The North Water’s series creator, showrunner and director, Andrew Haigh, calls this twisted tale of death in the high Arctic, “A story about the world in chaos”. Andrew reveals that what drew him to adapting Ian McGuire’s 2016 novel was how relevant the struggle of these men in the 1850s feels to the world today.
“It is a story about man and our subconscious desire to control, dominate and manipulate each other and nature. What I loved about the book, and wanted to do with the story, is explore the concept around ‘for what end is this domination?’” asks Andrew.
The series’ key characters locked in that bitter struggle are ship’s surgeon, Patrick Sumner (Jack O’Connell), and harpooner and all-round sociopath Henry Drax (Colin Farrell) – Two men who have a lot more in common than you’d think, which slowly dawns on Sumner throughout the course of the series.
DStv spoke to Jack about his experiences bringing life to the psychological drama between Sumner and Drax, which plays out on screen when The North Water comes to M-Net (DStv channel 101) in late October 2021.
Five questions with Jack
1: What was one of the most important discussions that you had with Andrew before shooting started?
Jack: Every time I spoke to him was a revelation. His take on one of those perspectives on Drax was particularly insightful to me – in that Sumner has this curiosity about Drax. As opposed to being instantly repulsed, he has a more kind of philosophical-based curiosity and a need to understand what exactly Drax is, as opposed to just writing him off as evil or a beast.
What allows Drax to only act on impulse? There was a conversation we had early on and helpful, that we have that darkness, we feel those impulses, that Drax is quite willing to just act on. In order to avoid that, there's a certain suppression of what exists in Drax, in Sumner and, arguably, in many of us.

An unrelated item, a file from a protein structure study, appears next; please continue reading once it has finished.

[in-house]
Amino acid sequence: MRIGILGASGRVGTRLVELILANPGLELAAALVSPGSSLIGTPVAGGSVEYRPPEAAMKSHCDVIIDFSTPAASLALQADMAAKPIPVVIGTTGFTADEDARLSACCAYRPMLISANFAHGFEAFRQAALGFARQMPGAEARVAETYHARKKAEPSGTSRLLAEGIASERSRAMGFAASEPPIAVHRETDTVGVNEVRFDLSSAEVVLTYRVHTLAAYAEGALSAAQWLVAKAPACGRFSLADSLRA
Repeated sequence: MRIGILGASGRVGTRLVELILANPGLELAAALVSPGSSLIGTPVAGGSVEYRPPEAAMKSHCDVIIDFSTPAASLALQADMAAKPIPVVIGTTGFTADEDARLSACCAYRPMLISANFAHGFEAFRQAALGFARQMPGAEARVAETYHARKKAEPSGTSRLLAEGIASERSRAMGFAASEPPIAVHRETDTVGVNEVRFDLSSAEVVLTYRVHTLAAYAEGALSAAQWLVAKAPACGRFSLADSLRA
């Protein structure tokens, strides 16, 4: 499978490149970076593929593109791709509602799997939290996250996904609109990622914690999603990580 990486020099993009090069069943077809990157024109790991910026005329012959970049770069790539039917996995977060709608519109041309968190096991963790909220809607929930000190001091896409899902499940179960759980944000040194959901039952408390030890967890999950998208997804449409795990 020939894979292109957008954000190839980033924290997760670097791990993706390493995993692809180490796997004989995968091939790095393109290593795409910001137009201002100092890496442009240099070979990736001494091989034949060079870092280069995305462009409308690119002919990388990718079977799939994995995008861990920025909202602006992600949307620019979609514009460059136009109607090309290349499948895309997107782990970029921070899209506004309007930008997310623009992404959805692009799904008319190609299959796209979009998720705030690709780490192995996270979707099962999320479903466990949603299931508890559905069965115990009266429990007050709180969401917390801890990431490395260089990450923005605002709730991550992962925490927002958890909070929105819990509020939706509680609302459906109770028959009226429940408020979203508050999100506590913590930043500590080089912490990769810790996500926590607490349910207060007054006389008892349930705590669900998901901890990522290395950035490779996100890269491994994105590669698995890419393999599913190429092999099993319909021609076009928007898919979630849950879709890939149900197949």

2: What was it like playing Sumner’s gradual realisation that Drax is his dark mirror?
Jack: It constantly offered me a key to unlock what was up, and to perhaps be more quizzical about approaching scenes, because when Sumner starts out with their relationship, he’s jovial, pleasant, as he would be with anybody and then pretty instantaneously, he realises that he is in the presence of a sociopath, a psychopath. That offered a real entry into any scene that myself and Collin were in. The first half our stuff together was geared towards Sumner wanting to understand and conduct a thorough investigation by the questions he’d ask and the kind of conversation that Sumner would try and orchestrate with Drax, only for that then to be, in many cases, reversed against Sumner, and suddenly he's the one feeling like he's under observation and having to explain his ethos. It’s quite interesting, brilliantly written and it made for this little Tango of backwards and forwards.
3: Andrew compiled research packs for the cast in preparation for the show. What was in yours?
Jack: Largely it was information on where we go in the period, and any literature we could find that would be helpful to our own journeys (as characters). A book he sent my way was called Death, Dissection and The Destitute (Ruth Richardson, 1987). It was written a while ago about medicinal practice of the Victorian era – not a lot of anaesthetic, a lot of sharp objects, and quite an alarming amount of amputation. A lot of times they were taking a mallet to break a peanut, if you know what I mean. Heavy duty. It (surgery at the time) was more like a walk through a hardware shop than the delicacy that you see surgery being handled with. That, and many other forms of literature.
4: How did the props and wardrobe departments help get you into the scenes?
Jack: I’ll never forget the abscess scene as long as I live! I also fish a tooth out of Colin Farrell’s (character’s) arm, which was also harrowing, and completely conceivable to the naked eye, so I imagine on camera that's only going to improve. Props were having a field day, a lot of prosthetics, a lot of latex, a lot of re-enactments of hunting, all the guts and blood was completely recreated, which is always a treat. Anything beats dealing with green screens and tennis balls held aloft. It's a massive credit to Andrew for not faking it, as much as possible.
5: There a scene where Sumner falls between ice floes into the water in the Arctic. How was that filmed?
Jack: Everything above the water was filmed out there in the Arctic. And we found a break on the ice which would lend itself to what we would then recreate in our (shallow) water tank. So, our art department, in the water tank, built those 2 bodies of ice. Now that's not to say we didn't delve into Arctic water from time to time, but never on camera! We did that in our own time as a bit of a Polar Plunge type challenge. You can't go all that way and just look at it, you know?
Watch The North Water S1 from Thursday, 28 October on M-Net (channel 101) at 22:30